...Read the chilling yet thankfully dismantled epitaph of Jimmy Savile which was hauled down in the dead of night from Woodlands Cemetery in Scarborough. "Out of respect to public opinion, to those who are buried there, and to those who tend their graves and visit there, we have decided to remove it," went the Savile family's statement.
Much like the gold plaque on Savile's Scarborough home (upon which someone boosted his CV by adding 'paedophile' and 'rapist' to career achievements of 'entertainer and philanthropist') the removal of his headstone is symbolic of the public mood and the appropriate gesture to fellow deceased in neighbouring plots. As the gravestone trundles to its new resting place - a nearby landfill - Scotland Yard is sifting through 120 potential leads.
Now whilst it's crucial the public and press don't descend further into a pitchfork rattling witch hunt smacking of Brass Eye's Paedogeddon, the pan-UK fury at such an emotive revelation is understandable. As more victims speak out it's becoming possible that Savile could have abused the lives of many young women, but also, if the allegations prove to be true, by-and-large abused the trust of a nation who enjoyed his programmes and sponsored his charity work. This national betrayal has only exacerbated the outcry and uproar. For all his shell-suited, cigar-puffing eccentricity, it turns out Savile could have been a deceptive, cunning, fraud.
Yet, what has been depressingly inexcusable and needs to be tackled head-on is the outrageous questioning of, "why cast aspersions against someone who cannot defend himself?" and "why didn't the women come forward before?" - suggesting they're somehow money-grabbing story sellers only coming to the press and police now. These are dangerous questions demonstrating a fundamental ignorance of both the bigger picture and past societal norms.
Let me answer them: as much as Sir Jimmy Savile is the chief protagonist in this tragedy, it does not begin and end with him. As more and more names are thrown into the mix, the entire BBC needs to be investigated and those potentially culpable brought to justice. How far down the rabbit hole does this allegedly vile behaviour go? Did Savile have accomplices? Were top brass complicit in covering up? Implying justice should not be pursued simply because one of the players is dead is myopic at best and an insult to the victims at worst.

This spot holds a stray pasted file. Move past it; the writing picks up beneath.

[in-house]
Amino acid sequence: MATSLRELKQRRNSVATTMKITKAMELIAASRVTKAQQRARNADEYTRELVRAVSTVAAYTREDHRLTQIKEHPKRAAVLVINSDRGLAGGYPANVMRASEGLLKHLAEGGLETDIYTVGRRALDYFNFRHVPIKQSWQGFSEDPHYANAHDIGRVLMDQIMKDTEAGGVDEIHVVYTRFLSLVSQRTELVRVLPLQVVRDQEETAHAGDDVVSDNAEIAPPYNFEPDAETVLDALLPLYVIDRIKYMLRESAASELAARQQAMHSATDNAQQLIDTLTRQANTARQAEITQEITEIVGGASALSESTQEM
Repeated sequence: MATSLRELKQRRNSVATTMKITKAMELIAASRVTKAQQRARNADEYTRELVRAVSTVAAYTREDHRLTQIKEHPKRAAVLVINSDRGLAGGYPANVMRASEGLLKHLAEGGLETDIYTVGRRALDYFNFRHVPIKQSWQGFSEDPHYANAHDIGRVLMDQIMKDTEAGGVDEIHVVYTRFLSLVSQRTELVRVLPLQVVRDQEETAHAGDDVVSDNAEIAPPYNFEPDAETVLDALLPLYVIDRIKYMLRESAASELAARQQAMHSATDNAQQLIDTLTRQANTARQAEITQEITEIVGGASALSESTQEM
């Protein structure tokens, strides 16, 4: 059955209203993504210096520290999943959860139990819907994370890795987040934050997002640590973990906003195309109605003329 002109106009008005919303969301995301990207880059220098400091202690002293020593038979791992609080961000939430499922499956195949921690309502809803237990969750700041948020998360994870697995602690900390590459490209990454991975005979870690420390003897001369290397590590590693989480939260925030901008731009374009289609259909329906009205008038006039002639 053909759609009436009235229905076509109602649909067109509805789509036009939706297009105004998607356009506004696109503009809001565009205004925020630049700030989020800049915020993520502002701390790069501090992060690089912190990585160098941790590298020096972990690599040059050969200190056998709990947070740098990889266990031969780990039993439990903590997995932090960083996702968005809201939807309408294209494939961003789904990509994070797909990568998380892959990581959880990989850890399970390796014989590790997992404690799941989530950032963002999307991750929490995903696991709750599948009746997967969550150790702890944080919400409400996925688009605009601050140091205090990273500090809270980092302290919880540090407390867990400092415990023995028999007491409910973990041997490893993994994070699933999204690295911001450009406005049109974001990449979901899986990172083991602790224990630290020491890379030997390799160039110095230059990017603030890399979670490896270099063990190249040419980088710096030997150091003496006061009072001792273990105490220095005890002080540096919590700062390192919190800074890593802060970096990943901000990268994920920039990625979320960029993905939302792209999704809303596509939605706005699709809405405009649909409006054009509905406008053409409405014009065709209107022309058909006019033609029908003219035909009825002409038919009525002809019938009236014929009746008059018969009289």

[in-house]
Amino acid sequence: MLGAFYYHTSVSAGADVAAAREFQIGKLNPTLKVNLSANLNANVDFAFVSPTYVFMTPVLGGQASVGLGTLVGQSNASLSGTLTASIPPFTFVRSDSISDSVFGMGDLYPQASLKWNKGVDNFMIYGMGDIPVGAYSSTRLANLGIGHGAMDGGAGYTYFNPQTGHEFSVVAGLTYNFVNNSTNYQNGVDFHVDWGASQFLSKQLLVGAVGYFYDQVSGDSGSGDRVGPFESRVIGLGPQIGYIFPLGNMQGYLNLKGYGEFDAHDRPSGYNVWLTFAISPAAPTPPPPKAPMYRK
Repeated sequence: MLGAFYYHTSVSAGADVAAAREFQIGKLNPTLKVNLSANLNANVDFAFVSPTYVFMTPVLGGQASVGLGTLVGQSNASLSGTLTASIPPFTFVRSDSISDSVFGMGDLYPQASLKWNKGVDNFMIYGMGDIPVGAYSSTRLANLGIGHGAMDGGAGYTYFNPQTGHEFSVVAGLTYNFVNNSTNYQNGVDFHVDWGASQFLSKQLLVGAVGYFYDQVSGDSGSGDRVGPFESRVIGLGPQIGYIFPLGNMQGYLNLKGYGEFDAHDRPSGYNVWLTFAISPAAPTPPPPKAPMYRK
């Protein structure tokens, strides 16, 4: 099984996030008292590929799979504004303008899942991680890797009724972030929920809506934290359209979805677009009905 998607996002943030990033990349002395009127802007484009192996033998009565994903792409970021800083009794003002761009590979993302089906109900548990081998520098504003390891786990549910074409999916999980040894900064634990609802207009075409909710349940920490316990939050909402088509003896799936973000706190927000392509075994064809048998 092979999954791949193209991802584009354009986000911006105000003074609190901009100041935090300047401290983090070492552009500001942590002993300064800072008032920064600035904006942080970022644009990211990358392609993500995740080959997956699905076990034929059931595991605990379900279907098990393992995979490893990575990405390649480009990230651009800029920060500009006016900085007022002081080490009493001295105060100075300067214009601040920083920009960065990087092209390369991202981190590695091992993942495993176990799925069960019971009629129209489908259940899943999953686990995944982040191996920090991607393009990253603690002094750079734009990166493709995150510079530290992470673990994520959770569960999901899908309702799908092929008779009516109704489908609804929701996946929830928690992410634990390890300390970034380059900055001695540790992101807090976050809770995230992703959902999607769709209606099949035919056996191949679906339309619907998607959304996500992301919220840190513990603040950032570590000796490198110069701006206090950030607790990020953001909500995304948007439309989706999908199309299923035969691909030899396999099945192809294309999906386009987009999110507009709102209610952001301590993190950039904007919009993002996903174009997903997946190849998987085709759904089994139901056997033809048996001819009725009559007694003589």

As for women not coming forward before, how would one 14 year old schoolgirls' word stand against the saintly, philanthropic, powerful - and importantly - untouchable King of Entertainment? One with enough money and connections to silence any critics with a cursory flick of his jingle-jangled wrist.
Let's not pretend it wasn't a different time back then. From the recent testimony of DJ Liz Kershaw, Sandy Toksvig and Janet St Porter, gropings came with your morning coffee and sexist jibes were common place. Astonishingly, on Monday ex DJ Mike Smith dismissed this behaviour as "practical jokes" and "schoolboy joshing". Now whilst there's a marked difference between systematic, conscious grooming of underage girls and overzealous wandering DJ hands, what Smith laughs off confirms a blind acceptance of rotten behaviour endemic in the system.
Molestation ain't right, whatever the scale.
Thankfully, BBC Director General George Entwhistle announced an outside body will conduct an independent investigation on Monday's Radio 4 Today Programme. However, the BBC's heel-dragging, shelving of the Newsnight investigation and failure to explain why (despite widespread rumours) Savile's conscious exploitation of power was never halted only stokes mounting claims of an attempted cover-up.
The truth will generally always out and there's no denying the inevitability of Savile's abuse revealing itself posthumously. We were fooled. Behind the canonised, altruistic persona lay a devious, predatory opportunist. Despite the public wrath, a calm, legitimate, hysteria-free inquiry is necessary. Let's hope it will bring justice to those who deserve it.